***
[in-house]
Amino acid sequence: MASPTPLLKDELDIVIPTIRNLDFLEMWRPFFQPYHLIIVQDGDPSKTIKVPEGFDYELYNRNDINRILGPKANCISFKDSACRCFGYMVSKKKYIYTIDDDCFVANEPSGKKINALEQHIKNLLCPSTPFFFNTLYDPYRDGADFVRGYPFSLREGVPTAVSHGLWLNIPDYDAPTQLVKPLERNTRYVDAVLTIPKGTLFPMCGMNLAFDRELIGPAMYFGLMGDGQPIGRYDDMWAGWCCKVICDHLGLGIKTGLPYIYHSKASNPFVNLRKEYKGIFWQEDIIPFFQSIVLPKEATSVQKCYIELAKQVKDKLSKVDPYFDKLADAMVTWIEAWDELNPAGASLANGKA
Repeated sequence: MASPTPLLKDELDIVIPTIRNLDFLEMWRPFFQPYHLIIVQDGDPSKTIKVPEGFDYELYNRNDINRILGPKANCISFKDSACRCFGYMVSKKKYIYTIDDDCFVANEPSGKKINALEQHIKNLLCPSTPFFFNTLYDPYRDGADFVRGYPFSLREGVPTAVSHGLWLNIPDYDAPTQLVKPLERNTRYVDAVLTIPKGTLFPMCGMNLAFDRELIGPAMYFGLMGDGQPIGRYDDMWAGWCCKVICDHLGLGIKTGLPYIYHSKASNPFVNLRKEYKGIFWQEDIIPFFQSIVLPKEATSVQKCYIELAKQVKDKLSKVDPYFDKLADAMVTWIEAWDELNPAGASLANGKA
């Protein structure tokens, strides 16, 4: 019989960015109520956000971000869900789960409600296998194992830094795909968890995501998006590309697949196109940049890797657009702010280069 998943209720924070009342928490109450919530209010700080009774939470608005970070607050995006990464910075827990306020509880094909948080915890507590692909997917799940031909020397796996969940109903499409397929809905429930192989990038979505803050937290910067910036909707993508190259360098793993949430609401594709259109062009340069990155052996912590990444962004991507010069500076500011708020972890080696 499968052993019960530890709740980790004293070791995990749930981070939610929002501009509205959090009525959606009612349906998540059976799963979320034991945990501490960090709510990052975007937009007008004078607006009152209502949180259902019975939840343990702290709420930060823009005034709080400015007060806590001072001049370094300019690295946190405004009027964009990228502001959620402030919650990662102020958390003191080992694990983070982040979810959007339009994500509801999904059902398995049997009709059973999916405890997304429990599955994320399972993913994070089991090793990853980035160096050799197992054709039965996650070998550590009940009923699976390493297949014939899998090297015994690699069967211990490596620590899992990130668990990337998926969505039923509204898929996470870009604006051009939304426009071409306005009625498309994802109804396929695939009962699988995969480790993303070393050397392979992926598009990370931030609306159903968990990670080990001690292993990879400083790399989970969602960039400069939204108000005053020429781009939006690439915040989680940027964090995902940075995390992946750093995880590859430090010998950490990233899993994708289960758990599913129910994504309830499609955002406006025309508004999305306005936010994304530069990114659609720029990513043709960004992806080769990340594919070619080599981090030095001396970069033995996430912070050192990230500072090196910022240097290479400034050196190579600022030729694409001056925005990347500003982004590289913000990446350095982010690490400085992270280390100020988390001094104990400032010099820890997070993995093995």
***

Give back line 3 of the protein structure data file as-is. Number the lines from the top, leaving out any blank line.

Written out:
Repeated sequence: MASPTPLLKDELDIVIPTIRNLDFLEMWRPFFQPYHLIIVQDGDPSKTIKVPEGFDYELYNRNDINRILGPKANCISFKDSACRCFGYMVSKKKYIYTIDDDCFVANEPSGKKINALEQHIKNLLCPSTPFFFNTLYDPYRDGADFVRGYPFSLREGVPTAVSHGLWLNIPDYDAPTQLVKPLERNTRYVDAVLTIPKGTLFPMCGMNLAFDRELIGPAMYFGLMGDGQPIGRYDDMWAGWCCKVICDHLGLGIKTGLPYIYHSKASNPFVNLRKEYKGIFWQEDIIPFFQSIVLPKEATSVQKCYIELAKQVKDKLSKVDPYFDKLADAMVTWIEAWDELNPAGASLANGKA